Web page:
LSU receives the ball at the start of the half but is unable to take advantage of this opportunity and is forced to punt. After receiving the ball on their own 35, Clemson goes 50-yards downfield to score a touchdown. Lawrence hands off to Travis Etienne, passes to Tee Higgins, and runs the ball himself in order to put Clemson back in contention. LSU and Clemson’s next possessions both result in punts. Burrow then completes a 42-yard pass to Chase, a 7-yard pass to Justin Jefferson, and a 4-yard pass to Moss to put LSU up 35-25. After a close interception call that was overturned due to pass interference, Lawrence looks a little rattled and forces his team to punt. They give LSU the ball back on their own 32. Burrow completes a 35-yard pass to Jefferson to put them on Clemson’s side of the field. He then looks downfield to the corner of the endzone for Chase and throws the ball 33-yards. Chase, one of the best receivers in the country, has caught many corner-endzone touchdown passes but is unable to come away with this ball. This forced kicker Cade York to kick a 45-yard field goal. Missing this, he still leaves Clemson in contention for the game. Lawrence misses two passes and Etienne runs the ball for a loss of two yards resulting in a Clemson punt to give LSU the ball back going into the 4th quarter.
The final score of the game comes within the first three minutes of the 4th quarter. This is the score that will put LSU ahead 42-25 and will ultimately win them their first National title since 2007. With three 10-yard plus passes from Burrow, LSU is able to put the ball in the endzone and secure their title. Clemson is unable to respond and is forced to punt on their next possession. Their last possession ends in a fumble by Lawrence, his first since the eighth game of the season.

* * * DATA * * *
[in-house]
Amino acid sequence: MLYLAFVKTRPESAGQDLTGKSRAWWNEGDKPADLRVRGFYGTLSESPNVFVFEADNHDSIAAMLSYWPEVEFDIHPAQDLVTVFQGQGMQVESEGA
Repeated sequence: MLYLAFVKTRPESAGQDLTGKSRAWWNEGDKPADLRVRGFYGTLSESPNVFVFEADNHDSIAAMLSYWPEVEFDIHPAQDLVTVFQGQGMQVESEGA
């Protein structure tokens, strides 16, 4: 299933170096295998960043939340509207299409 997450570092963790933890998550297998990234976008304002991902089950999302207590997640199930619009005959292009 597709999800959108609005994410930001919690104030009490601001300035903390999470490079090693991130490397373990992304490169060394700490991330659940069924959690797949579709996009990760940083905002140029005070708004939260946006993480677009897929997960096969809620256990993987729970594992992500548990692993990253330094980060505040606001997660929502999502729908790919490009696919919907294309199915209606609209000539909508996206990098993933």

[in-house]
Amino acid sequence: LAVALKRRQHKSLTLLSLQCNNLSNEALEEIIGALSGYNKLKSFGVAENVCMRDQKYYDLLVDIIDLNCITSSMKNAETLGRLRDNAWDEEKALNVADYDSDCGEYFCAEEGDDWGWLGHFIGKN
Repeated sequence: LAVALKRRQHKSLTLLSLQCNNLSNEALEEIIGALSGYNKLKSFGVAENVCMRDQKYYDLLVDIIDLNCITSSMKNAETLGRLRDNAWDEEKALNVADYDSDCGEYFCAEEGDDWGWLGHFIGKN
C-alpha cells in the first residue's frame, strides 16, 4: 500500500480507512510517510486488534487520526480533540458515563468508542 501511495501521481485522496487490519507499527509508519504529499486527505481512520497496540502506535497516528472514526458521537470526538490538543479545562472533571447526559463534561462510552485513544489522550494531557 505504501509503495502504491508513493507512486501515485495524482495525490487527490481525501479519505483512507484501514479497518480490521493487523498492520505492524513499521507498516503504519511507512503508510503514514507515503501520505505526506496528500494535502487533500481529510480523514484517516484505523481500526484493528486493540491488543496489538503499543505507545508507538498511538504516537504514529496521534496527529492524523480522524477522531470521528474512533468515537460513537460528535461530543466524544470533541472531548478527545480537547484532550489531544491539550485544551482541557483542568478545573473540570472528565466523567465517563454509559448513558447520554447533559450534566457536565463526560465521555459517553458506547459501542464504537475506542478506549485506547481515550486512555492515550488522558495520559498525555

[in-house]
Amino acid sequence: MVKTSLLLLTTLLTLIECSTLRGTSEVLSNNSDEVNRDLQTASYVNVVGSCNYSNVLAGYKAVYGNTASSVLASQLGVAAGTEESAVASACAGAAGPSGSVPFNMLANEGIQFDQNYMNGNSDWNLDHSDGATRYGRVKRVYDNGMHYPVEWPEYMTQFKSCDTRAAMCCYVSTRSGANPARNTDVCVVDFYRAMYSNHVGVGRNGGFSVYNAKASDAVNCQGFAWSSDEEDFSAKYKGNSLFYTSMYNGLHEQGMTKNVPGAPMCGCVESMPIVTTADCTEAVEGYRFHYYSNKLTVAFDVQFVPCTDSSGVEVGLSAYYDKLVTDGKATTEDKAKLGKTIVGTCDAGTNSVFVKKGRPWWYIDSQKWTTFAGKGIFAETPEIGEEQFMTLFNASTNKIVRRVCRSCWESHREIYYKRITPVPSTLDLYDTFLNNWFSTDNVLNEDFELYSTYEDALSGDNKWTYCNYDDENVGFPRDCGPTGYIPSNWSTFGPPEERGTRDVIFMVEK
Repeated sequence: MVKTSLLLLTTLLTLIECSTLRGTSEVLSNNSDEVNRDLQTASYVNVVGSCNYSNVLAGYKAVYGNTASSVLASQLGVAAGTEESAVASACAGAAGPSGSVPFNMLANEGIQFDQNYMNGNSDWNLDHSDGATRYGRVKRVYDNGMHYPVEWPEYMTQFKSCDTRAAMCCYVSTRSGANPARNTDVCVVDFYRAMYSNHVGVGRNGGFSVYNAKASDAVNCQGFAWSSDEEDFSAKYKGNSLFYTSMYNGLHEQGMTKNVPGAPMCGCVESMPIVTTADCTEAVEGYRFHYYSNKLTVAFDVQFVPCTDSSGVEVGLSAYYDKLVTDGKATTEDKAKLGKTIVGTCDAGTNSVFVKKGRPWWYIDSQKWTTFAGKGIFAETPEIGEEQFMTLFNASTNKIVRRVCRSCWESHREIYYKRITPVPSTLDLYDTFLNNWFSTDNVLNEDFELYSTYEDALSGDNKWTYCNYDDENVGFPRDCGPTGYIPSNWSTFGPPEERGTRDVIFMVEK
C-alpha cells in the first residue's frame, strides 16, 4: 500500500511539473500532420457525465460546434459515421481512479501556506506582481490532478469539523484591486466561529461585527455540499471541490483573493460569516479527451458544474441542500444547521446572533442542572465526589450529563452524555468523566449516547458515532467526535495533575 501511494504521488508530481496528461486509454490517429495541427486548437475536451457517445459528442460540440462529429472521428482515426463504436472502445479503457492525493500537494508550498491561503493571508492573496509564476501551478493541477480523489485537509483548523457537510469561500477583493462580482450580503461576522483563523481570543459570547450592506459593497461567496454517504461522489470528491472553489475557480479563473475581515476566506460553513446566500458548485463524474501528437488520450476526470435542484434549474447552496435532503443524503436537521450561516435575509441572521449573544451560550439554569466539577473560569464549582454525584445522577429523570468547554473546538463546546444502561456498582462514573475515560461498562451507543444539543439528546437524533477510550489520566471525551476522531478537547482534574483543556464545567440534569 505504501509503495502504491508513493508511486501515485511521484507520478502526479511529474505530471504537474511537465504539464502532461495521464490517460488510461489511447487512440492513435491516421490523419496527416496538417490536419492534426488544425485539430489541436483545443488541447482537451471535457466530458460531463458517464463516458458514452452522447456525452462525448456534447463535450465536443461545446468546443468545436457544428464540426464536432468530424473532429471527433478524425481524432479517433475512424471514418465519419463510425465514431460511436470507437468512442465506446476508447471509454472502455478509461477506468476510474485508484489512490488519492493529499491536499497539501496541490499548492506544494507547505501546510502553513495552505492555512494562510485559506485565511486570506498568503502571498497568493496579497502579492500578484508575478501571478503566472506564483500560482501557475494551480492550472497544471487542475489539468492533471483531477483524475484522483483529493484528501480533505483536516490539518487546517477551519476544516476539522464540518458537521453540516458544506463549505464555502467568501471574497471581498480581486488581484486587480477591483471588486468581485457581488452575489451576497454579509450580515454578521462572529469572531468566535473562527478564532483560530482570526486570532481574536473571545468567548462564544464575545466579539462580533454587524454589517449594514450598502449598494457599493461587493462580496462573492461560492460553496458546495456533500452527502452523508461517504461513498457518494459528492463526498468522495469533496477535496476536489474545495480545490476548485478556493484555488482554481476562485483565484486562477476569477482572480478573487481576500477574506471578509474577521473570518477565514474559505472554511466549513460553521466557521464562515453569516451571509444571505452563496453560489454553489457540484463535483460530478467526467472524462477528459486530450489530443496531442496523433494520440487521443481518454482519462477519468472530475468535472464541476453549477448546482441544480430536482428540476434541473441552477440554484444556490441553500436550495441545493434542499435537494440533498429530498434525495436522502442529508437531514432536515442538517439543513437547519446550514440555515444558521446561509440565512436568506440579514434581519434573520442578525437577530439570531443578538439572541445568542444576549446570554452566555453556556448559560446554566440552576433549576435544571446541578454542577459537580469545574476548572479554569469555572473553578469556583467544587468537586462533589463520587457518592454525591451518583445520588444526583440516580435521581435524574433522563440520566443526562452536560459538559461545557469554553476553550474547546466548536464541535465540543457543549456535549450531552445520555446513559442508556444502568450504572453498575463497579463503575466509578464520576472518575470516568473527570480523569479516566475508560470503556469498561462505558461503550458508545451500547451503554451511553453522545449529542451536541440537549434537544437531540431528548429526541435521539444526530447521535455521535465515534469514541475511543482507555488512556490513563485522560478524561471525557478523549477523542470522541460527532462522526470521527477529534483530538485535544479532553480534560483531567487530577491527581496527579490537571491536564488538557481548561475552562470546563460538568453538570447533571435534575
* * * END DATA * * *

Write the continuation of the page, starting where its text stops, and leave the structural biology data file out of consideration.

After starting off slow, Burrow ended the game 31/49 for 463 yards and 6 touchdowns. He also broke the FBS single-season record for touchdown passes (60), single-season touchdowns responsible for (65), most passing yards in a BCS/CFP championship game (463), and most touchdowns in a BCS/CFP championship game (6). These along with many others proved that Burrow and the Tigers deserved to be the 2020 National Champions. Ja’Marr Chase ended the game with 9 receptions for 221 yards and 2 touchdowns, while Justin Jefferson ended the game with 9 receptions for 106 yards. As a team, this win snapped Clemson’s 29-game win streak as well as handed Trevor Lawrence his first collegiate loss.
Trevor Lawrence ended his sophomore season 18/37 for 234 yards and 1 touchdown. He definitely proved why he belongs in the category of the best players in college football. Looking into next season, he already stands out as the Heisman favorite and could possibly lead his team back to another National Championship game. Travis Etienne ended the game with 15 carries for 78 yards and 1 touchdown. Trevor Lawrence was the second leading rusher with 10 carries for 48 yards and 1 touchdown. Justyn Ross was Clemson’s leading receiver with 5 receptions for 76 yards and Braden Galloway was a close second with 2 receptions for 60 yards.